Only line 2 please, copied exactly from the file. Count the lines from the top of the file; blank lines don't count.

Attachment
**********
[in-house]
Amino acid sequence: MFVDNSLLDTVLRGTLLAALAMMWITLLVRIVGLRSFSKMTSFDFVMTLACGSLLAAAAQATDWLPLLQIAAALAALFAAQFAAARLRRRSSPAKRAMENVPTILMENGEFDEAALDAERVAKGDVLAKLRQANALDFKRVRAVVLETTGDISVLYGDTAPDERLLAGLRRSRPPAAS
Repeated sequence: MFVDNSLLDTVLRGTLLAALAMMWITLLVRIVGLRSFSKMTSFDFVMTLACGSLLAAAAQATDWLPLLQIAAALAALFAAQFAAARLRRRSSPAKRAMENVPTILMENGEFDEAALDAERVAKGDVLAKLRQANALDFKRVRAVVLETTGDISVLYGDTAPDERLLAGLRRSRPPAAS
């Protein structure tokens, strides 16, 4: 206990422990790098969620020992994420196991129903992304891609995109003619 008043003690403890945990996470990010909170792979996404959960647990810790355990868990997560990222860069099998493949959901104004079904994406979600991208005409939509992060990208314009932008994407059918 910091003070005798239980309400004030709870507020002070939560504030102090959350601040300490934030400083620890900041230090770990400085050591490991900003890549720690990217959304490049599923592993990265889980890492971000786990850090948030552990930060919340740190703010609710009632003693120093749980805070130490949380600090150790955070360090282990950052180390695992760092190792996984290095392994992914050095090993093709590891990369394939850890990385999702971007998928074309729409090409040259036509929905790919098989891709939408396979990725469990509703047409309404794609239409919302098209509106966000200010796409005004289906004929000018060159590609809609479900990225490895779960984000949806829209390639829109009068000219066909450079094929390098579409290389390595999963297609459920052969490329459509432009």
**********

Amino acid sequence: MFVDNSLLDTVLRGTLLAALAMMWITLLVRIVGLRSFSKMTSFDFVMTLACGSLLAAAAQATDWLPLLQIAAALAALFAAQFAAARLRRRSSPAKRAMENVPTILMENGEFDEAALDAERVAKGDVLAKLRQANALDFKRVRAVVLETTGDISVLYGDTAPDERLLAGLRRSRPPAAS